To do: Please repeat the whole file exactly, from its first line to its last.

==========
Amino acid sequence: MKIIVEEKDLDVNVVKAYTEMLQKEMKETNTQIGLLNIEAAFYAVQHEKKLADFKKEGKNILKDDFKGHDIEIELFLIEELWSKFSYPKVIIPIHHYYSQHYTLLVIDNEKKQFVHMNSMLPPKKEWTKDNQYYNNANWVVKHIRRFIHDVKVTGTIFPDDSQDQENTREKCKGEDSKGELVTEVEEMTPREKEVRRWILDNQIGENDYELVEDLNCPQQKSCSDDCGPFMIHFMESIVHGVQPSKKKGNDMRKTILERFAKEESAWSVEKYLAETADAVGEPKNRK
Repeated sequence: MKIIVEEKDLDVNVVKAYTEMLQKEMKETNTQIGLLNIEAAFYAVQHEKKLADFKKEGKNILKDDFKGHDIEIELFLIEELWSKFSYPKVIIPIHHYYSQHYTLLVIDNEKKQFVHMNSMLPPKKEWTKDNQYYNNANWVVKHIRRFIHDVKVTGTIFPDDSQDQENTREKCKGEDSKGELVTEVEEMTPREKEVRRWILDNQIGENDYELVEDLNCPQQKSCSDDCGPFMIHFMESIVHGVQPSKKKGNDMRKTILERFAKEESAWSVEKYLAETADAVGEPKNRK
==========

Amino acid sequence: MKIIVEEKDLDVNVVKAYTEMLQKEMKETNTQIGLLNIEAAFYAVQHEKKLADFKKEGKNILKDDFKGHDIEIELFLIEELWSKFSYPKVIIPIHHYYSQHYTLLVIDNEKKQFVHMNSMLPPKKEWTKDNQYYNNANWVVKHIRRFIHDVKVTGTIFPDDSQDQENTREKCKGEDSKGELVTEVEEMTPREKEVRRWILDNQIGENDYELVEDLNCPQQKSCSDDCGPFMIHFMESIVHGVQPSKKKGNDMRKTILERFAKEESAWSVEKYLAETADAVGEPKNRK
Repeated sequence: MKIIVEEKDLDVNVVKAYTEMLQKEMKETNTQIGLLNIEAAFYAVQHEKKLADFKKEGKNILKDDFKGHDIEIELFLIEELWSKFSYPKVIIPIHHYYSQHYTLLVIDNEKKQFVHMNSMLPPKKEWTKDNQYYNNANWVVKHIRRFIHDVKVTGTIFPDDSQDQENTREKCKGEDSKGELVTEVEEMTPREKEVRRWILDNQIGENDYELVEDLNCPQQKSCSDDCGPFMIHFMESIVHGVQPSKKKGNDMRKTILERFAKEESAWSVEKYLAETADAVGEPKNRK